I come from a Jewish background. I am the grandson of a Holocaust survivor and the son of a feminist who has campaigned against oppression, particularly for women in Jewish religious communities. On my journey to adulthood the importance of resisting oppression shaped the narrative of my upbringing. However, it wasn’t until I reached university that I began to understand the day-to-day experiences of those still facing oppression in everyday society. And it wasn’t until I left university that I began to understand that my family’s experiences, as well as those of women and LGBTQ+ people, were all different flavours of the same thing: oppression.
I was able to piece together my family history – my personal experiences – and conjoin them with the experiences of people I met and the history of the civil rights movement across the world. The difficulty is navigating a world where I ostensibly fit in as a cis (where my gender identity corresponds to my sex assigned at birth) white male, as I simply don’t experience the “othering” that, for example, members of the LGBTQ+ community face. And yet, I could understand that their experiences are to be listened to as there was a time when my ancestors faced the same thing.
Therefore, I made it my aim to amplify the voices of those who face such oppression and strive for equality. Part of what made me realise this was my old career where I was a tour guide. My team was diverse and I worked closely with those who identified as lesbian, gay, bisexual and trans. It was being close to my colleagues that I got to learn about their experiences, their lives and their struggles. Combined with meeting thousands of people as part of my job, my understanding of people from all countries and backgrounds grew, leading me to the realisation that there is as much that separates us as there is that unites us.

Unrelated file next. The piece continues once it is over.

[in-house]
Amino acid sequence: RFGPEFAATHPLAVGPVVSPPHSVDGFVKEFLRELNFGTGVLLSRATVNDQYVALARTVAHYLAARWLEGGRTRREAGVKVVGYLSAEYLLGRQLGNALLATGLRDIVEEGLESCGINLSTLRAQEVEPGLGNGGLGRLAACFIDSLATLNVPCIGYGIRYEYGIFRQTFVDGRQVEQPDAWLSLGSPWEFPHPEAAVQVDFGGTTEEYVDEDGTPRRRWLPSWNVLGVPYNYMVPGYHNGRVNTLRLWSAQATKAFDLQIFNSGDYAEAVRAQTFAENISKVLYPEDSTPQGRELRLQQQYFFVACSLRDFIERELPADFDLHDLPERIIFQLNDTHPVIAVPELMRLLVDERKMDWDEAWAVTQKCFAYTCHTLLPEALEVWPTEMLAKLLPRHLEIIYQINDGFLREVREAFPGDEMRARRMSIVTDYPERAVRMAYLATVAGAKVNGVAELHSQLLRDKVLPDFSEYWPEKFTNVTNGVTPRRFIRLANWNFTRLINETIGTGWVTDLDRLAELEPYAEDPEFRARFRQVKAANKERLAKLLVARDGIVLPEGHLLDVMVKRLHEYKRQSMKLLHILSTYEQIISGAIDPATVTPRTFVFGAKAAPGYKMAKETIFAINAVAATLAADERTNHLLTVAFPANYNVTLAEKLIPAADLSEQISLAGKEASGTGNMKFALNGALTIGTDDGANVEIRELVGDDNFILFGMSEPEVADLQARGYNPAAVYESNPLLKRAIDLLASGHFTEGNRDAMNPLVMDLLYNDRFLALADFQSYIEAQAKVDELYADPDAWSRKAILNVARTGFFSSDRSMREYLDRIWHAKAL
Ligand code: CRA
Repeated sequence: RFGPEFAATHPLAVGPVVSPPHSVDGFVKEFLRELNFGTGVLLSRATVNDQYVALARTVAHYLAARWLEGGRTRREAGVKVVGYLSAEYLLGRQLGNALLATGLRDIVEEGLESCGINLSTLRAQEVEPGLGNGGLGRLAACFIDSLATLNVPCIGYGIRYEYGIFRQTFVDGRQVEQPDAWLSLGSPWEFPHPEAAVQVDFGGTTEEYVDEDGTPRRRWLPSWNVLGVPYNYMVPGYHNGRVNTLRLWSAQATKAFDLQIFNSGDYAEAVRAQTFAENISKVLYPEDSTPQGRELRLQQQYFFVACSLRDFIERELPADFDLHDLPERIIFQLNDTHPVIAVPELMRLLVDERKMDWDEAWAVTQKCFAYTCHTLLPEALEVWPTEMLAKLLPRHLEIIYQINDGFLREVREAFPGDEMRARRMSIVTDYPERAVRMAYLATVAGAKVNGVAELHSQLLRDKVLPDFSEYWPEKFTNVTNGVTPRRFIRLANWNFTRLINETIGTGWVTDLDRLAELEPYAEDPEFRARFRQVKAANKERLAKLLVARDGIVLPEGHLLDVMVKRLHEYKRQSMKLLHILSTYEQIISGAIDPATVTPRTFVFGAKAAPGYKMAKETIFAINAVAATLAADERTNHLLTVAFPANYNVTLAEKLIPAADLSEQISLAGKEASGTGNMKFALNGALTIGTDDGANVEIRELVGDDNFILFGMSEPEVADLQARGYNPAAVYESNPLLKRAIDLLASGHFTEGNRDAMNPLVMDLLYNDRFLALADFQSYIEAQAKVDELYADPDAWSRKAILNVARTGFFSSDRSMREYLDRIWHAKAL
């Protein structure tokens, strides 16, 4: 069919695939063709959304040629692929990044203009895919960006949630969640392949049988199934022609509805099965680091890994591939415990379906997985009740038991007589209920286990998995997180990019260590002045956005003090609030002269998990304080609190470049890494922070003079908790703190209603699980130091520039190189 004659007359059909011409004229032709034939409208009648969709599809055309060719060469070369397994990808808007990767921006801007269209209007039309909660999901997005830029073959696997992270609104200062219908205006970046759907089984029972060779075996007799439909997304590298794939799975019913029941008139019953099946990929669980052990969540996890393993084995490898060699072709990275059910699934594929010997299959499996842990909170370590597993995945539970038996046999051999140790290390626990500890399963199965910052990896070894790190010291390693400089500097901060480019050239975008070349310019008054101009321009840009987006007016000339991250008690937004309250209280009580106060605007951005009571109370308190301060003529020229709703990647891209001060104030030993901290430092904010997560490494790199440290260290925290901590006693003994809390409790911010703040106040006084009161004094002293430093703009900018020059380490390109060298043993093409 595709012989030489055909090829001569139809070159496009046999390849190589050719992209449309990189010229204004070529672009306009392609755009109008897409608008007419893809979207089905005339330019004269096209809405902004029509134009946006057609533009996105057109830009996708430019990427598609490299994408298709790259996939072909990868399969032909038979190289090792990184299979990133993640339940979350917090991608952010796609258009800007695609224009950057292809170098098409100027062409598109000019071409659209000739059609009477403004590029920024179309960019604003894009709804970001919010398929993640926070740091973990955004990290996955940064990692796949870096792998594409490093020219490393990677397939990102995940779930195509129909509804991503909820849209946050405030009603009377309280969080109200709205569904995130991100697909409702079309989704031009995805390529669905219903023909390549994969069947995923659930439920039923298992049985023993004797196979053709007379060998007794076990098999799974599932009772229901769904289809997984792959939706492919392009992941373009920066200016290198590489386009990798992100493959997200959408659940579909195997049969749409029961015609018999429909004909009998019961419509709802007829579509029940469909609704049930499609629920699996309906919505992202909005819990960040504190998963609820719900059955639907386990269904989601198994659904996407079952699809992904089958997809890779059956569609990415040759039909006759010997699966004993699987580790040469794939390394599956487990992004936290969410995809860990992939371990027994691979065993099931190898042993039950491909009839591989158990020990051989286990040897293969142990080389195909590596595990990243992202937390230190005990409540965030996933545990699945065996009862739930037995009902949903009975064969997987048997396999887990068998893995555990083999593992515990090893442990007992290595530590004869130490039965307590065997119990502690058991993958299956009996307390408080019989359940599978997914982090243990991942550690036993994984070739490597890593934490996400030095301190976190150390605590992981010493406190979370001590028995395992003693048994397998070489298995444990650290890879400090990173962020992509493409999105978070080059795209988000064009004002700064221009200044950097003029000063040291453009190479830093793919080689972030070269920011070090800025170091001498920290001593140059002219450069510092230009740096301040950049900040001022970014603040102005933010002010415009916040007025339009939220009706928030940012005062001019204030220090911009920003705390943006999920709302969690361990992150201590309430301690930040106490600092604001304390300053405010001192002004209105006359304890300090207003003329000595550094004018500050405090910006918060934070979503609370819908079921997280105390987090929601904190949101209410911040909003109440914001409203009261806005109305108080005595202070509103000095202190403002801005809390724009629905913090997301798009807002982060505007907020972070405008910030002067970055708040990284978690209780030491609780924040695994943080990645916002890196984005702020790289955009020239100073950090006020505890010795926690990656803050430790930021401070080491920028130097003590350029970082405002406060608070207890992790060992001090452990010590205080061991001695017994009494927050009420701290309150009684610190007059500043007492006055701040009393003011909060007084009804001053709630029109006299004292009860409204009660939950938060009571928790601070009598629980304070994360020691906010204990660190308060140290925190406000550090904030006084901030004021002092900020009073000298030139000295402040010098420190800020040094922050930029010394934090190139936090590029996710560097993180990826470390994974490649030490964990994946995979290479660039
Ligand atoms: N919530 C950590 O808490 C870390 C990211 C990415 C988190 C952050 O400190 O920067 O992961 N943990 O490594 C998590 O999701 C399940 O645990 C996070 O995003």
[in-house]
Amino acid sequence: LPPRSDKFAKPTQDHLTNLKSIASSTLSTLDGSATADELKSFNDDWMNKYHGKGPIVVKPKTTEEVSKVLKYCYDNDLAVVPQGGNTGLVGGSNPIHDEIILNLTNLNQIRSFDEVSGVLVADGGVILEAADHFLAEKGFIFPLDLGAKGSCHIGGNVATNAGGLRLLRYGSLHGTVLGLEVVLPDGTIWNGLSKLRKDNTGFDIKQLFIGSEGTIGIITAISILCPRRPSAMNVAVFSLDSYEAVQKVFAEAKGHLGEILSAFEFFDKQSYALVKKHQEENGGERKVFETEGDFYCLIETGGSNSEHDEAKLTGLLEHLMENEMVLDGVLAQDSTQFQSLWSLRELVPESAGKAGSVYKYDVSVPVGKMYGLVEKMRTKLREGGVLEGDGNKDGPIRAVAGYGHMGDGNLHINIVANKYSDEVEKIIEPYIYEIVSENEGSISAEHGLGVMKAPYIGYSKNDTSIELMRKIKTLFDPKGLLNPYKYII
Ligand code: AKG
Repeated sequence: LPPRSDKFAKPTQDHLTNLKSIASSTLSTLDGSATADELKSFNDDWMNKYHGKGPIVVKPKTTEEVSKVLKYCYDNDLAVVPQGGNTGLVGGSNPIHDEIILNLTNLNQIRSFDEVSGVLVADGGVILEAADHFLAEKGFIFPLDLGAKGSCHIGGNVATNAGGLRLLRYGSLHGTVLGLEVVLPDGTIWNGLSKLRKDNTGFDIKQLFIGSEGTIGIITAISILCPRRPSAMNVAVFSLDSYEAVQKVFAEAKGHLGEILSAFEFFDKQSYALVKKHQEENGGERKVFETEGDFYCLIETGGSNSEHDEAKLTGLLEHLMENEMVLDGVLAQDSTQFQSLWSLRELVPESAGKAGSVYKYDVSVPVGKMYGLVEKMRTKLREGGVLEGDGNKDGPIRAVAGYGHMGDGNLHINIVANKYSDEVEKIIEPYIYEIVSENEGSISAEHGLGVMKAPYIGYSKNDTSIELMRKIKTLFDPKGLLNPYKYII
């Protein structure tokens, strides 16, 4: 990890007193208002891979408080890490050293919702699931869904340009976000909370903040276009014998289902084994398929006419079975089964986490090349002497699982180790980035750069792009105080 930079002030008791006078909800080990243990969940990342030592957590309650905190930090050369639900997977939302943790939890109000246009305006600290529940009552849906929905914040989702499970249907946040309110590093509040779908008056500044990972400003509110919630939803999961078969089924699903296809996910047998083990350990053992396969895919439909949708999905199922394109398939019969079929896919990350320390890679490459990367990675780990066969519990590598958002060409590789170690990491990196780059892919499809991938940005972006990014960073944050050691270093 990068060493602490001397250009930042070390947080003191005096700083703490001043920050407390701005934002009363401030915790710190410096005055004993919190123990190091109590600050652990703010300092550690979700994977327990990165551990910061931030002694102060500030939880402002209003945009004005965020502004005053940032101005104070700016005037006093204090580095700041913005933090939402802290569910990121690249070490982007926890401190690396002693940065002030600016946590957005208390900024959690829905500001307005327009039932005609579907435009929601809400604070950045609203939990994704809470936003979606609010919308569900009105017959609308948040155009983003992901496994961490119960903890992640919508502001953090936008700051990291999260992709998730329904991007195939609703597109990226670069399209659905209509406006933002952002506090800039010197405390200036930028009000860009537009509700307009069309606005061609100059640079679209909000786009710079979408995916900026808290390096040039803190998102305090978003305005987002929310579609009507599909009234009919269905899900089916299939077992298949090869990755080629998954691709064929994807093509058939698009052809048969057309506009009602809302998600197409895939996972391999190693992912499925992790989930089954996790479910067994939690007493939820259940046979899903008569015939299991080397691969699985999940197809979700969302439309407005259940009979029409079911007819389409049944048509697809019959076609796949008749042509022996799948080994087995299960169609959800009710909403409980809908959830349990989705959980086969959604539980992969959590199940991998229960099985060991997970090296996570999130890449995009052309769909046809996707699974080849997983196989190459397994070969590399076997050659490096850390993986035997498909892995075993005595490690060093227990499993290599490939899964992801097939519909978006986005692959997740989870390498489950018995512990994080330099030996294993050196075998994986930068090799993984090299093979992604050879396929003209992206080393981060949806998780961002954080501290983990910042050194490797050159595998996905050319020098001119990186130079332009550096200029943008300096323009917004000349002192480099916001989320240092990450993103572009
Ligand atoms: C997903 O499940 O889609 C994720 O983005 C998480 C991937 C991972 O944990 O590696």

This begged the question as to how I can help create a world where those who face oppression can live with the banal day-to-day privilege of walking down the street and being completely ignored. These are just a few of my own ideas of how we can work towards that goal:
- Read, read, read. There are plenty of resources online outlining the difficulties faced by women, non-white people and LGBTQ+ folk.
- Ask, ask, ask. Don’t be afraid to ask for help to find such resources, or for help understanding the experiences of others.
- Listen, listen, listen. It is really great to listen to the words of others and prepare for answers that might shine a light on your own privilege.
- Act, act, act. Think about the small things that you can do that can make a difference. Things such as including your own pronouns after your name, raising concerns about negative language or behaviours and checking-in on people to make sure they are okay.
Ultimately, this is what I would like people to do for me and it is what I therefore try and do for others. My ancestors would’ve also wished to be so treated when they were subjected to oppression. It’s the least we can do to try and leave the world a better place than when we entered it.
As An Ally… is an occasional series telling the real stories of LGBTQ+ Allies within the transport movement. Its aim is to share some of the lessons learnt and to inspire others to become the best Allies they can be. We firmly believe that Allies have an important part of play in the furtherance of LGBTQ+ Progress and, whilst their experiences don’t replace those of LGBTQ+ people, their voices have a place in the discourse to educate and support others. If you want to share your own experiences As An Ally, drop us an email at email@example.com and we’ll let you know more.